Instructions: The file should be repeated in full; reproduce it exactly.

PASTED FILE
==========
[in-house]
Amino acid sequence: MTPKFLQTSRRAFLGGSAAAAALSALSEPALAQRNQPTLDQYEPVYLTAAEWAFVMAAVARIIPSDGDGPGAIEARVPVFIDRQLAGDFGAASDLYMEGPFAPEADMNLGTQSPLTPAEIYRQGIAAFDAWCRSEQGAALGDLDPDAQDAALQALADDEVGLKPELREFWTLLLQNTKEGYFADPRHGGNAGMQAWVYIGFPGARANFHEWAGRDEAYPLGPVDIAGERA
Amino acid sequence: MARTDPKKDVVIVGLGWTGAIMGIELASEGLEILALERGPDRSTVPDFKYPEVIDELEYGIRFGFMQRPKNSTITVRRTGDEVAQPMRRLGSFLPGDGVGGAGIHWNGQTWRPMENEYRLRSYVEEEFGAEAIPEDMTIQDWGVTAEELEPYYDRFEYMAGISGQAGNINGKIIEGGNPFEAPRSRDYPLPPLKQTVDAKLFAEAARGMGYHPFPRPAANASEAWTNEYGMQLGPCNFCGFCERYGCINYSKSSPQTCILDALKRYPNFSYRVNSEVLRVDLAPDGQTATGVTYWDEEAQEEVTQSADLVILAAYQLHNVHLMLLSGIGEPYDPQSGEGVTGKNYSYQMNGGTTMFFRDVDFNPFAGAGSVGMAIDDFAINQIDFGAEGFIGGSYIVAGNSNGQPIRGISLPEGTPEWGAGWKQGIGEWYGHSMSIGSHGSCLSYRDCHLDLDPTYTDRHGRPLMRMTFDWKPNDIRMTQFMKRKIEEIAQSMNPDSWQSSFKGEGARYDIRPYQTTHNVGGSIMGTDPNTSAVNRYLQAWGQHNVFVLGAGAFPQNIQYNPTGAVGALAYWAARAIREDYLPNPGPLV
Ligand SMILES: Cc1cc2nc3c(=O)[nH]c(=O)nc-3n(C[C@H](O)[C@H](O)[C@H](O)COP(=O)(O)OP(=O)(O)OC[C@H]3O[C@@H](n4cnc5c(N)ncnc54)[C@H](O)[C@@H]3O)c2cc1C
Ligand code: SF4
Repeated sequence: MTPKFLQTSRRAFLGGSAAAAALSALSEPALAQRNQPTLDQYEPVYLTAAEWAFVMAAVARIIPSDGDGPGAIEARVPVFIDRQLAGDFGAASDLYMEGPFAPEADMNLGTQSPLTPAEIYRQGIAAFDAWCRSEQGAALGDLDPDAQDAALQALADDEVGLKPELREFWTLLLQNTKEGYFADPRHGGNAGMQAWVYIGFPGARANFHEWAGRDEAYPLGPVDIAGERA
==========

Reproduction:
[in-house]
Amino acid sequence: MTPKFLQTSRRAFLGGSAAAAALSALSEPALAQRNQPTLDQYEPVYLTAAEWAFVMAAVARIIPSDGDGPGAIEARVPVFIDRQLAGDFGAASDLYMEGPFAPEADMNLGTQSPLTPAEIYRQGIAAFDAWCRSEQGAALGDLDPDAQDAALQALADDEVGLKPELREFWTLLLQNTKEGYFADPRHGGNAGMQAWVYIGFPGARANFHEWAGRDEAYPLGPVDIAGERA
Amino acid sequence: MARTDPKKDVVIVGLGWTGAIMGIELASEGLEILALERGPDRSTVPDFKYPEVIDELEYGIRFGFMQRPKNSTITVRRTGDEVAQPMRRLGSFLPGDGVGGAGIHWNGQTWRPMENEYRLRSYVEEEFGAEAIPEDMTIQDWGVTAEELEPYYDRFEYMAGISGQAGNINGKIIEGGNPFEAPRSRDYPLPPLKQTVDAKLFAEAARGMGYHPFPRPAANASEAWTNEYGMQLGPCNFCGFCERYGCINYSKSSPQTCILDALKRYPNFSYRVNSEVLRVDLAPDGQTATGVTYWDEEAQEEVTQSADLVILAAYQLHNVHLMLLSGIGEPYDPQSGEGVTGKNYSYQMNGGTTMFFRDVDFNPFAGAGSVGMAIDDFAINQIDFGAEGFIGGSYIVAGNSNGQPIRGISLPEGTPEWGAGWKQGIGEWYGHSMSIGSHGSCLSYRDCHLDLDPTYTDRHGRPLMRMTFDWKPNDIRMTQFMKRKIEEIAQSMNPDSWQSSFKGEGARYDIRPYQTTHNVGGSIMGTDPNTSAVNRYLQAWGQHNVFVLGAGAFPQNIQYNPTGAVGALAYWAARAIREDYLPNPGPLV
Ligand SMILES: Cc1cc2nc3c(=O)[nH]c(=O)nc-3n(C[C@H](O)[C@H](O)[C@H](O)COP(=O)(O)OP(=O)(O)OC[C@H]3O[C@@H](n4cnc5c(N)ncnc54)[C@H](O)[C@@H]3O)c2cc1C
Ligand code: SF4
Repeated sequence: MTPKFLQTSRRAFLGGSAAAAALSALSEPALAQRNQPTLDQYEPVYLTAAEWAFVMAAVARIIPSDGDGPGAIEARVPVFIDRQLAGDFGAASDLYMEGPFAPEADMNLGTQSPLTPAEIYRQGIAAFDAWCRSEQGAALGDLDPDAQDAALQALADDEVGLKPELREFWTLLLQNTKEGYFADPRHGGNAGMQAWVYIGFPGARANFHEWAGRDEAYPLGPVDIAGERA